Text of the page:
Rosco recently informed me that Chris Walken was seeking “normal, family roles,” when his Agent brought him the role in Behanding.
IF you find a handless man with a suitcase full of severed hands normal, then Chris Walken’s character is just like any other Joe-Schumkatelly.
Years ago, hillbillys stole Chris Walken’s hand by placing it onto tracks in the path of an oncoming train.
Sam Rockwell asks, later in the play, if the hillbilly’s were black.
“You can’t find black hillbillys.”
And the way that Chris Walken said that line, with his patent pending perfect pauses and inflections, was hilarious.
Chris’ handling of his stump of a hand was equally impressive. Like any real amputee, he used his stump to its greatest capacity.
During one scene he uses it to cradle a beige, dial-tone telephone while he talks to his mother about the porno mags she found in his trunk.
Sam Rockwell also bears mention as the spaced-out receptionist of the hotel, Mervyn. A character as lost as Mervyn can be really fucking annoying if not played coreectly, but Sam Rockwell is a pro of playing deeply flawed characters that you can’t help but identify with.
His best moment came, about a third of the way through the show, when the curtain closed on the action in the hotel room and he stepped out before the audience for a rambling, stream-of-conscious monologue that covered everything from his love for zoo Gibbons to his adolescent fantasies of wishing a school shooting would’ve happened in his hometown so he could’ve been a hero.
Right before Sam started this monologue, he noticed a severed hand sitting beside him on the stage.
Just before the curtain closed for his big speech, a suitcase full of severed hands was unleashed onto the floor and one stray appendage had flopped past the fourth wall and landed onto the lip of the stage.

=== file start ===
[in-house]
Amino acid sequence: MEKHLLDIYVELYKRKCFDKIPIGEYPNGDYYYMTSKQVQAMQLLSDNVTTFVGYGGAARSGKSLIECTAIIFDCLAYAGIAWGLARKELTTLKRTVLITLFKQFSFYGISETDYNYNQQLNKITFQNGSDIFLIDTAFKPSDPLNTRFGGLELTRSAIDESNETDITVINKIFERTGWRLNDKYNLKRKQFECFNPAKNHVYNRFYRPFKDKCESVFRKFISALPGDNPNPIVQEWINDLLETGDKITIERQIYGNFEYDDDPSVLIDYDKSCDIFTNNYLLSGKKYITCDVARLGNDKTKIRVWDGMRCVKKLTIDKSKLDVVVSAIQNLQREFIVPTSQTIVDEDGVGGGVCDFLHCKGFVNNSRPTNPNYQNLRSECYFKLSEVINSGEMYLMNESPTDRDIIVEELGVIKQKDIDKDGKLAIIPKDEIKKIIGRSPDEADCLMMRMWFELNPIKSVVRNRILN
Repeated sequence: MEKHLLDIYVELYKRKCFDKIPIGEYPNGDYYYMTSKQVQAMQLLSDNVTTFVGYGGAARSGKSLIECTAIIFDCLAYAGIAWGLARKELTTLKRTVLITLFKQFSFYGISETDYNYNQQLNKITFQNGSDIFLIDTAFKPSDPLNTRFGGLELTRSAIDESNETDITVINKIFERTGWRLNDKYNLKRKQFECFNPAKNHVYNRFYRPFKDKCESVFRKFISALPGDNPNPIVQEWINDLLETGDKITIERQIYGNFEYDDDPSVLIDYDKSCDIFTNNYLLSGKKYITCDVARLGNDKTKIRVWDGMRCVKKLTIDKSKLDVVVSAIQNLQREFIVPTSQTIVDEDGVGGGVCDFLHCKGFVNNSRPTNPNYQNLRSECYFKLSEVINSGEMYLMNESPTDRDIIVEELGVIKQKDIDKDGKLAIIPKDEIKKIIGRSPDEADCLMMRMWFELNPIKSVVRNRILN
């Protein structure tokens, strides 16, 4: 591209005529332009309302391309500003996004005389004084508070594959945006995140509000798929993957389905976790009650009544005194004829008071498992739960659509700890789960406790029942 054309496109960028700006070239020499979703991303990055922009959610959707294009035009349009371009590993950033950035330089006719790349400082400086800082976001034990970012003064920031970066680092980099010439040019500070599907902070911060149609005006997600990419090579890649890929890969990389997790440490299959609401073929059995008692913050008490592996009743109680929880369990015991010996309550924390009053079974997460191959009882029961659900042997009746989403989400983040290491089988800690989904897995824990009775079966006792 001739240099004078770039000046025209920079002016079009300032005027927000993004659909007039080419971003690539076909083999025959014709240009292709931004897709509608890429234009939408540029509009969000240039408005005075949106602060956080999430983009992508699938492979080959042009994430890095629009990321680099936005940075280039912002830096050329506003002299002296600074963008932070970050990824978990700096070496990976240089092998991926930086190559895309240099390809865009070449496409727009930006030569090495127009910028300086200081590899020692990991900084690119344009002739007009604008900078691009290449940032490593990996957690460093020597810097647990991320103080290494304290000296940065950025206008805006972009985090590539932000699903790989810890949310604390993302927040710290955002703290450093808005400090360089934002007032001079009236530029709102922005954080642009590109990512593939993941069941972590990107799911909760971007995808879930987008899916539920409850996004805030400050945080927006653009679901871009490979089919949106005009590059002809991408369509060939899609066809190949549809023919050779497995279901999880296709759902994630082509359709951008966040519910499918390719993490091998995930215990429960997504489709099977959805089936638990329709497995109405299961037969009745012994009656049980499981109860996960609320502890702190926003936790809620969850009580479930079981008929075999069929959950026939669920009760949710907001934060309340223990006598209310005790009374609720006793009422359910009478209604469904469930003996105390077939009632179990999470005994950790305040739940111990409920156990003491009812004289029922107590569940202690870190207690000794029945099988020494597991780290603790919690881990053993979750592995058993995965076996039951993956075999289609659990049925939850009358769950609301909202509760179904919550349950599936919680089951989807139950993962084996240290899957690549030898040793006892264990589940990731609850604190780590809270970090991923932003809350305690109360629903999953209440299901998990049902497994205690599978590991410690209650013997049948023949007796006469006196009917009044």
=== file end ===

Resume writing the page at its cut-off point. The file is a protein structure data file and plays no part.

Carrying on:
Sam frowned, prodded the hand with his toe, then began his monologue. Such is the beauty of theatre. If there is a severed hand sitting next to you, for whatever reason, you’d better fucking acknowledge that there is a severed hand next to you. (unless it was thrown from the audience, and is real.)
The other two members of the cast, Anthony Mackie and Zoe Kazan playing two small time drug dealers in way over their heads, seemed like they were in a different play.
While Chris and Sam somehow made their outrageous characters empathetic and honest, Mackie and Kazan were in a constant state of high-comedy antics. Considering their characters were, at one point, being covered in gasoline by an enraged Christopher Walken, a level of panic is expected from them. But after the fifth or sixth monologue from Mackie where his vocal level was at a constant 10 it became exhausting.
In a different play, Mackie and Kazan would have been fine but in “Beheading,” especially compared with Chris and Sam’s performances, the Mackie and Kazan just rang false.
In the end, “A Behanding in Spokane” was worth seeing and, for me at least, was a landmark occasion where, for the first time, I got to see live one of the actors that inspired me to pursue the profession in the first place.
I give A Behanding in Spokane three-and-a-half severed hands out of four.